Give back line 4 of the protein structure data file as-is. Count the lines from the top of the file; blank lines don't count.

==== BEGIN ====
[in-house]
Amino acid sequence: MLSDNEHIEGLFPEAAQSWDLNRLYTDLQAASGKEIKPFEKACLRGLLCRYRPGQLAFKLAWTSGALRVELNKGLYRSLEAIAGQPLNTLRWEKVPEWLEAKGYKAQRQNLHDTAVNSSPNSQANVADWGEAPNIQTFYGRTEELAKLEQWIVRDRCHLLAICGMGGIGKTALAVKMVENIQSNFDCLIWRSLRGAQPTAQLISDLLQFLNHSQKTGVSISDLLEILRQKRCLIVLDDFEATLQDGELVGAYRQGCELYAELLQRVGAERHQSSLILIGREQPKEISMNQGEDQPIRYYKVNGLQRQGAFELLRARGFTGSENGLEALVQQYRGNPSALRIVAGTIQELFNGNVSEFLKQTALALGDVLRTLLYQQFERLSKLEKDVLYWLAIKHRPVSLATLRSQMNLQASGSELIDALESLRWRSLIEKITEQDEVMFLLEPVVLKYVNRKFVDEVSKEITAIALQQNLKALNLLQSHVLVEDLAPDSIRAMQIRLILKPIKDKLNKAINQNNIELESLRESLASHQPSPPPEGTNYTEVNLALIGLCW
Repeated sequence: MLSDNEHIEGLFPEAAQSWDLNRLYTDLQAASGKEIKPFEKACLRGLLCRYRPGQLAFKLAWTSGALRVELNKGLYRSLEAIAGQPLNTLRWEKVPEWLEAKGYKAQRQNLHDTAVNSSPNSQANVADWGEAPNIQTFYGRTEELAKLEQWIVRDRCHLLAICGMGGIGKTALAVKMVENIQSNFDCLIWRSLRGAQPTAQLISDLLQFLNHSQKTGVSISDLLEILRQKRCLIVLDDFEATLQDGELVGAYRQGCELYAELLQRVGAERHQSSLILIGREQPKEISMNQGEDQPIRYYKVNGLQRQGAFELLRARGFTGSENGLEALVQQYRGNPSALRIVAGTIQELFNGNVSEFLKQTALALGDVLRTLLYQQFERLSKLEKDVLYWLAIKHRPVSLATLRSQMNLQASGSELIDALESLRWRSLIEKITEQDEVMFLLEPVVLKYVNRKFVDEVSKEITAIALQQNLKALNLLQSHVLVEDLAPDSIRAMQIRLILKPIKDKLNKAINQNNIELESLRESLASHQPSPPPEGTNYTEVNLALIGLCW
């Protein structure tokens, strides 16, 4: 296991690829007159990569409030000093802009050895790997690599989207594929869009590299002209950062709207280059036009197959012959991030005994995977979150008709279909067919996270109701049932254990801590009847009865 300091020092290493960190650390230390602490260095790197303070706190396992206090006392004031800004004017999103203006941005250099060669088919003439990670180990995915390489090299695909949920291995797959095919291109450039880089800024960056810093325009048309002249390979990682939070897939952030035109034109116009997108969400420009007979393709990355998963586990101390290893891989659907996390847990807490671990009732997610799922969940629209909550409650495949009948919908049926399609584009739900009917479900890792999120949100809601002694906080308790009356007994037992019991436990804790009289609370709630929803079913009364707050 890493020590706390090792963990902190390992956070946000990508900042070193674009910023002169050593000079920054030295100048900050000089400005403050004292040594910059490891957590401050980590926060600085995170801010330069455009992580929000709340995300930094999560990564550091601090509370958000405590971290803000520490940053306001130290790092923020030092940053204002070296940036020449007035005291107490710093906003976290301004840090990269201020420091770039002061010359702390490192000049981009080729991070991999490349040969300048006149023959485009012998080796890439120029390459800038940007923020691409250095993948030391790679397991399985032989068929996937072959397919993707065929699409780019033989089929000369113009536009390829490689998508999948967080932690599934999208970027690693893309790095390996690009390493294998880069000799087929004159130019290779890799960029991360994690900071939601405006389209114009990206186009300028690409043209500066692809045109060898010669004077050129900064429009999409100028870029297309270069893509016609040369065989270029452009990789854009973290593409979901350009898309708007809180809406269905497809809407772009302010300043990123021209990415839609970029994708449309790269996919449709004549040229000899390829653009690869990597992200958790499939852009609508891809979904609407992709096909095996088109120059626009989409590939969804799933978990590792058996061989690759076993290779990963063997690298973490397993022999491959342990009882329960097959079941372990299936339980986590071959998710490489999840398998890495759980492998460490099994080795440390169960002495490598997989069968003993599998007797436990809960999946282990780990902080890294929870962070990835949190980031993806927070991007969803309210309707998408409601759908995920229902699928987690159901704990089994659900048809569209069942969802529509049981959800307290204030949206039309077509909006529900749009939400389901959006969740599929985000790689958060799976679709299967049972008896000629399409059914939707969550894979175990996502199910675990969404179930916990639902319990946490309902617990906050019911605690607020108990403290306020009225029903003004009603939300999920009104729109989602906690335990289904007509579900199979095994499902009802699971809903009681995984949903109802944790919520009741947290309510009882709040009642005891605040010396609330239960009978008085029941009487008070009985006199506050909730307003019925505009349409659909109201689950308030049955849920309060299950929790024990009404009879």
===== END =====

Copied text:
């Protein structure tokens, strides 16, 4: 296991690829007159990569409030000093802009050895790997690599989207594929869009590299002209950062709207280059036009197959012959991030005994995977979150008709279909067919996270109701049932254990801590009847009865 300091020092290493960190650390230390602490260095790197303070706190396992206090006392004031800004004017999103203006941005250099060669088919003439990670180990995915390489090299695909949920291995797959095919291109450039880089800024960056810093325009048309002249390979990682939070897939952030035109034109116009997108969400420009007979393709990355998963586990101390290893891989659907996390847990807490671990009732997610799922969940629209909550409650495949009948919908049926399609584009739900009917479900890792999120949100809601002694906080308790009356007994037992019991436990804790009289609370709630929803079913009364707050 890493020590706390090792963990902190390992956070946000990508900042070193674009910023002169050593000079920054030295100048900050000089400005403050004292040594910059490891957590401050980590926060600085995170801010330069455009992580929000709340995300930094999560990564550091601090509370958000405590971290803000520490940053306001130290790092923020030092940053204002070296940036020449007035005291107490710093906003976290301004840090990269201020420091770039002061010359702390490192000049981009080729991070991999490349040969300048006149023959485009012998080796890439120029390459800038940007923020691409250095993948030391790679397991399985032989068929996937072959397919993707065929699409780019033989089929000369113009536009390829490689998508999948967080932690599934999208970027690693893309790095390996690009390493294998880069000799087929004159130019290779890799960029991360994690900071939601405006389209114009990206186009300028690409043209500066692809045109060898010669004077050129900064429009999409100028870029297309270069893509016609040369065989270029452009990789854009973290593409979901350009898309708007809180809406269905497809809407772009302010300043990123021209990415839609970029994708449309790269996919449709004549040229000899390829653009690869990597992200958790499939852009609508891809979904609407992709096909095996088109120059626009989409590939969804799933978990590792058996061989690759076993290779990963063997690298973490397993022999491959342990009882329960097959079941372990299936339980986590071959998710490489999840398998890495759980492998460490099994080795440390169960002495490598997989069968003993599998007797436990809960999946282990780990902080890294929870962070990835949190980031993806927070991007969803309210309707998408409601759908995920229902699928987690159901704990089994659900048809569209069942969802529509049981959800307290204030949206039309077509909006529900749009939400389901959006969740599929985000790689958060799976679709299967049972008896000629399409059914939707969550894979175990996502199910675990969404179930916990639902319990946490309902617990906050019911605690607020108990403290306020009225029903003004009603939300999920009104729109989602906690335990289904007509579900199979095994499902009802699971809903009681995984949903109802944790919520009741947290309510009882709040009642005891605040010396609330239960009978008085029941009487008070009985006199506050909730307003019925505009349409659909109201689950308030049955849920309060299950929790024990009404009879």